Volunteers reluctantly give up caring for pets at LV Homeless Courtyard – Nevada Current

Four days sick and off work cost Steve (who asked that we not use his full name) his room in a weekly motel.  For a while he lived in his car with his pets. When the car broke down, he sold it and landed at the City of Las Vegas’s Homeless Courtyard, where he’s been since the summer. The outdoor facility, where clients sleep on the ground, is the only ‘shelter’ where man and his best friend are welcome, as long as a kennel is open.

“This situation isn’t forever. I’ll be in a place within a month,” he said during an interview. 

Steve says he’s been asked before why he doesn’t rehome his pets instead of keeping them in his car, or at the Courtyard.  

“I’d rather be dead than without them,” he says. “I have no family. They are all I have.” 

At times he’s gone without eating. “My pets always have food. I’ve stolen from CVS before. For all of us. I can’t let them go hungry.” 

“Some people might think if you’re in financial crisis, why in the world would this also be a situation, but pets are part of their family,” says Marlene Richter, executive director of Noah’s Animal House, which houses pets for clients of Shade Tree, a shelter primarily for women and children victimized by domestic abusers. 

“From what city staff have seen at the Courtyard, these pet owners are very diligent in caring for their animals to the point that some would not enter the Courtyard without the ability to have a place for their pets to be near them,” says city spokesman Jace Radke.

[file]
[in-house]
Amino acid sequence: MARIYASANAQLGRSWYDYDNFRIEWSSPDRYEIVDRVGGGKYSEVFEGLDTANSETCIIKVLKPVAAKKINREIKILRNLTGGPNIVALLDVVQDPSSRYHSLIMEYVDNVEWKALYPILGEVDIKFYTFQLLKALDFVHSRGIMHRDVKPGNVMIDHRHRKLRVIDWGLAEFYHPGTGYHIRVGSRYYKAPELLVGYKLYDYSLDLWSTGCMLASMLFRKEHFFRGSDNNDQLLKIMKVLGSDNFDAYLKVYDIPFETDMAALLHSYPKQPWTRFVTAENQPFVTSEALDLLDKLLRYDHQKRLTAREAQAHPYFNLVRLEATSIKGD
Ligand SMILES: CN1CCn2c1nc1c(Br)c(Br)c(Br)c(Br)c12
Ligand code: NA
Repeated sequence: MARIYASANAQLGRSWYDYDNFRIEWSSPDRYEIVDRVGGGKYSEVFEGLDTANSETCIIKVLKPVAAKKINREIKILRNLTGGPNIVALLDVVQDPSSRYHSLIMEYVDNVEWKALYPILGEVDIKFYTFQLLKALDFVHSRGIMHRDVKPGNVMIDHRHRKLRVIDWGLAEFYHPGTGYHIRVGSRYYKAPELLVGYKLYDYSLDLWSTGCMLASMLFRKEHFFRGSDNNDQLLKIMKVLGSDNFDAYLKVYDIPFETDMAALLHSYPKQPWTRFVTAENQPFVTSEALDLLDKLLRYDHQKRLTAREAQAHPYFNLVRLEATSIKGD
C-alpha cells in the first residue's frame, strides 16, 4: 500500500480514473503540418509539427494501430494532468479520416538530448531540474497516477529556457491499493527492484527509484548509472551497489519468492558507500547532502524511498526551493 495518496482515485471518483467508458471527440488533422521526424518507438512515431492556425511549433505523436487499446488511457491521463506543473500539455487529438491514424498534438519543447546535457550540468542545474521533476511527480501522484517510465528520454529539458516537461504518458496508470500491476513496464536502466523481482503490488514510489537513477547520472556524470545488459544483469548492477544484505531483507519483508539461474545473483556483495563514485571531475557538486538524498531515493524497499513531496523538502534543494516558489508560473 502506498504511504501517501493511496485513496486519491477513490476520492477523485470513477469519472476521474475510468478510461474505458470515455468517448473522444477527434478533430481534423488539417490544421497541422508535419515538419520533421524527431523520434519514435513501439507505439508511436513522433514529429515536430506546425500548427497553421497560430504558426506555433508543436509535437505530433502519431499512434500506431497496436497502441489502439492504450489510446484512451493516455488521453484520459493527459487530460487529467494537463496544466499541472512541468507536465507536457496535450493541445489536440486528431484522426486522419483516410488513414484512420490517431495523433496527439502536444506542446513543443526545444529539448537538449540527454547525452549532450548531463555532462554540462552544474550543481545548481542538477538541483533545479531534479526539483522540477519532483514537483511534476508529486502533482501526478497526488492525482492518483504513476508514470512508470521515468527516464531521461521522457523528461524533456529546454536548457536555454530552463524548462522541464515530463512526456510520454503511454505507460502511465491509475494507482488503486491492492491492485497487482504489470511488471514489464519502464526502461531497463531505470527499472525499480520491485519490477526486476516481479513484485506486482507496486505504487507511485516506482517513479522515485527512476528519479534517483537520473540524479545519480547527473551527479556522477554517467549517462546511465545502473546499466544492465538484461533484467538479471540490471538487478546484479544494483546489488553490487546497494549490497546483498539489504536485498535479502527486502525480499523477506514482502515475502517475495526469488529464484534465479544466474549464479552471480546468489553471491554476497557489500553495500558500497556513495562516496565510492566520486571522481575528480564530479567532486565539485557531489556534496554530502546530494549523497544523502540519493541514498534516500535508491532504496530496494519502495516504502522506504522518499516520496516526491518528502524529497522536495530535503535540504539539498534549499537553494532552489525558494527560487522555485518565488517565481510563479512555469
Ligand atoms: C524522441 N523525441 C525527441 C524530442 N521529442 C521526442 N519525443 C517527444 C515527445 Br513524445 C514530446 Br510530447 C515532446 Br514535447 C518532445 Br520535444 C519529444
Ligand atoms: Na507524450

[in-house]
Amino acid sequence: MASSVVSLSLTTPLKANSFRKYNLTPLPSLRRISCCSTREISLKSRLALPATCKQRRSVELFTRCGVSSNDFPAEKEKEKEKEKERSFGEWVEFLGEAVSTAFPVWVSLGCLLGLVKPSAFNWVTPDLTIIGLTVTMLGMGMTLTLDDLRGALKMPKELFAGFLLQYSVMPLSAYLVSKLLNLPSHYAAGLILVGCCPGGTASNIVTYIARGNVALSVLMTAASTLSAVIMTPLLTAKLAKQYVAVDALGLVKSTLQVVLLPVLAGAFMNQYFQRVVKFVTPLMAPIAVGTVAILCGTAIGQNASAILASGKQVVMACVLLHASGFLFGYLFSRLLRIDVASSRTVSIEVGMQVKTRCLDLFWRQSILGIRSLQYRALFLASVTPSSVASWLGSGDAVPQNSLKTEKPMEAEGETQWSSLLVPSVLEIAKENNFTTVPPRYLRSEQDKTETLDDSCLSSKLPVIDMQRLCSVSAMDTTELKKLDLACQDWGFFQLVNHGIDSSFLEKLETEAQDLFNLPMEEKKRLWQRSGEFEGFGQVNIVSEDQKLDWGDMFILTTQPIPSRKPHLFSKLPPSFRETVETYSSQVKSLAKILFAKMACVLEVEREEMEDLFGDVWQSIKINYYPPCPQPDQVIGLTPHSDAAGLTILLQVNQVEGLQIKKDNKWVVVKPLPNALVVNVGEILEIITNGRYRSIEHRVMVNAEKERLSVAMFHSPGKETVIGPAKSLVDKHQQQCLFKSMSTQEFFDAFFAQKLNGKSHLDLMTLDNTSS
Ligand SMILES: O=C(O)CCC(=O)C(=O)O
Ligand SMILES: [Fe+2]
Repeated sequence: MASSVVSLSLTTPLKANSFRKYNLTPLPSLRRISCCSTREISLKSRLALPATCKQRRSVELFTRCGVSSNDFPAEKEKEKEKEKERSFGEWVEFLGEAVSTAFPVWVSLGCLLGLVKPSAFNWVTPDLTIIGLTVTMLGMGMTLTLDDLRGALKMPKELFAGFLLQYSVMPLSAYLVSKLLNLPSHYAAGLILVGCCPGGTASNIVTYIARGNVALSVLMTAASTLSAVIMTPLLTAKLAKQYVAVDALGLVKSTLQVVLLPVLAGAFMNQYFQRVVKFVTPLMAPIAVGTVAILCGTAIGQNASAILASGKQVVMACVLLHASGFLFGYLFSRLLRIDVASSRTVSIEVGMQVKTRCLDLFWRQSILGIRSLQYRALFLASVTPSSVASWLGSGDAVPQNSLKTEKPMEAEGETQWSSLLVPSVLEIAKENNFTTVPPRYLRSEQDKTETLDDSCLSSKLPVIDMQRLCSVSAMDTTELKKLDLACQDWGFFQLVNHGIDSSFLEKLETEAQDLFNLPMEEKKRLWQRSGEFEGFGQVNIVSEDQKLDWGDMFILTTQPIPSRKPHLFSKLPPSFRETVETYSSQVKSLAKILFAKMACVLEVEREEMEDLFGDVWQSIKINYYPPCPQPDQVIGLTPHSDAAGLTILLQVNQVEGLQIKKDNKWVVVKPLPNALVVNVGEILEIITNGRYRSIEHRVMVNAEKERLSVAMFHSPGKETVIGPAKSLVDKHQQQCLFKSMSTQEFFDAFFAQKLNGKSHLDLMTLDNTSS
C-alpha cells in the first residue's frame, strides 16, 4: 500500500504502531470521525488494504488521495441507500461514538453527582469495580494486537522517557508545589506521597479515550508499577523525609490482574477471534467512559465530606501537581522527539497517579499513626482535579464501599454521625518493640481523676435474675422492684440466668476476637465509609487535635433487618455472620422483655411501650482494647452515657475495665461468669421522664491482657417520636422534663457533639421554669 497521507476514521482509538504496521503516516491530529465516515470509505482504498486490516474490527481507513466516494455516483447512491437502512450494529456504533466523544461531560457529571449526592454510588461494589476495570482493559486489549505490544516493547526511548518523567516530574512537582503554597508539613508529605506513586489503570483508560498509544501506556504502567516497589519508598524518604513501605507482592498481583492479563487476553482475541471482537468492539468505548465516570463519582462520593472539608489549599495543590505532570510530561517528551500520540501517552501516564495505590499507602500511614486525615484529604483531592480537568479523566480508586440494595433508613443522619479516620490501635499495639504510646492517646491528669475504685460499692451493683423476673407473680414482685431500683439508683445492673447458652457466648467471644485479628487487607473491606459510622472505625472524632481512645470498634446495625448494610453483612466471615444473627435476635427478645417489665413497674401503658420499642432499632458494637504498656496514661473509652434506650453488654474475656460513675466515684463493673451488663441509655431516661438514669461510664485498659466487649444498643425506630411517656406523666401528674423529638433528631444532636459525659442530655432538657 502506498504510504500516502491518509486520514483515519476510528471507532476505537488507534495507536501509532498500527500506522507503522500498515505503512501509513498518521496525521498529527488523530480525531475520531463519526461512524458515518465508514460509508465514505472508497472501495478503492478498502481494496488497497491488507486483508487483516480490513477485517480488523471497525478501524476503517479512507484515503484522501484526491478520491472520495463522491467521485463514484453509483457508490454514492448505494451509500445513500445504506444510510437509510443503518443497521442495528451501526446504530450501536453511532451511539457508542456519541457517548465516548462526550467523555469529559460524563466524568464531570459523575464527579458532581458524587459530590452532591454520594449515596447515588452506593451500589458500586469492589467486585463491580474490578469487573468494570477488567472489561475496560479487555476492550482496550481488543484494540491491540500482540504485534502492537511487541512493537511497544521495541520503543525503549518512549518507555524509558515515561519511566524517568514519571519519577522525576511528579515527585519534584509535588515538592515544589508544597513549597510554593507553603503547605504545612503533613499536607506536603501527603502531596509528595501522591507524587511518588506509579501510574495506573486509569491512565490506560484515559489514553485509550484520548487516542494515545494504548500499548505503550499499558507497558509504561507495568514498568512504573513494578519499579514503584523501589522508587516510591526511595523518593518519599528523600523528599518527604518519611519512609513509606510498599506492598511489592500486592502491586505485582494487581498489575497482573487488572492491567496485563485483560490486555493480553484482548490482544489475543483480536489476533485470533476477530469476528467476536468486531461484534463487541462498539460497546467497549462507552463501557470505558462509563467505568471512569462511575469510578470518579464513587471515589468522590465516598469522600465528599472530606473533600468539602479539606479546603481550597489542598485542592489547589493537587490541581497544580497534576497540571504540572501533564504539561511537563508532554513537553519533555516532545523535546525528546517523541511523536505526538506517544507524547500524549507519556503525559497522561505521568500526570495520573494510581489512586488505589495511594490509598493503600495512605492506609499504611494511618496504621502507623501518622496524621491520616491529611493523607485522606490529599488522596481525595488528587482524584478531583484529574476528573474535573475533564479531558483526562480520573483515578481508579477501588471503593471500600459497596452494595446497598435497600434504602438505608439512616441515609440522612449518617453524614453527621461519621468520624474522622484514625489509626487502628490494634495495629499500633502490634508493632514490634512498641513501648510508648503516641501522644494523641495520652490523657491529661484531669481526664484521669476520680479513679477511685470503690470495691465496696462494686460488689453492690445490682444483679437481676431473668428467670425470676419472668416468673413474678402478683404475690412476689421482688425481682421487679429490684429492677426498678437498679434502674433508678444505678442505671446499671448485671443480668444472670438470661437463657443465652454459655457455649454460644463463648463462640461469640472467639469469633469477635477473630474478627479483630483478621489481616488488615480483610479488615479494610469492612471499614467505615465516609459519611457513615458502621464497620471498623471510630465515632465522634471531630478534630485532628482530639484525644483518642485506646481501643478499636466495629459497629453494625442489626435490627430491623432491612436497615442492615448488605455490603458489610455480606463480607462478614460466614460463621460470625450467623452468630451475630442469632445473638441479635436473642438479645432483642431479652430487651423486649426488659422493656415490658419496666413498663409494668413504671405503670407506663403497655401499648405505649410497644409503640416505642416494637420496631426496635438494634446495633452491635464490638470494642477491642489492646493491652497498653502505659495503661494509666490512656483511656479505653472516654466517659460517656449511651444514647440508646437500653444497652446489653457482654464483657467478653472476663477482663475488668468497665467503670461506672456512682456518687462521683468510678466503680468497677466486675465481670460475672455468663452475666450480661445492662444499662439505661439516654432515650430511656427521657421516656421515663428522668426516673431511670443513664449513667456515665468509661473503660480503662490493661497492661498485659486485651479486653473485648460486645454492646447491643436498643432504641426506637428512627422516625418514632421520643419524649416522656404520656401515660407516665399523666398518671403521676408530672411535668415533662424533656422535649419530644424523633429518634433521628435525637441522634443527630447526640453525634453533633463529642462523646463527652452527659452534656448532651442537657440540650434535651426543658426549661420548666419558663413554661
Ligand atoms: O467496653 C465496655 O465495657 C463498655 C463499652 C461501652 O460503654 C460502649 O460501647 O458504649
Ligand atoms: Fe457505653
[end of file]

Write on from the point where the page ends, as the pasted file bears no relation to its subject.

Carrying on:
The Courtyard can be a haven for homeless individuals who don’t want to give up their pets. But it can be hellish for dogs and cats whose owners, usually because of substance abuse or mental illness, neglect their pets, according to residents and volunteers who say they are reluctantly walking away from the Courtyard.

“It’s like banging your head against the wall,” says Cynthia Miyamoto, who has volunteered and provided kennels, pet food and cat litter at the Courtyard for four-and-a-half-years through Urban Underdogs, a non-profit that helps animals on the streets. “Nothing changes. Nothing gets done. Owners are not held accountable.  We have been talking about leaving for a long time but we …….

Source: https://news.google.com/__i/rss/rd/articles/CBMicWh0dHBzOi8vd3d3Lm5ldmFkYWN1cnJlbnQuY29tLzIwMjIvMTIvMTMvdm9sdW50ZWVycy1yZWx1Y3RhbnRseS1naXZlLXVwLWNhcmluZy1mb3ItcGV0cy1hdC1sdi1ob21lbGVzcy1jb3VydHlhcmQv0gEA?oc=5

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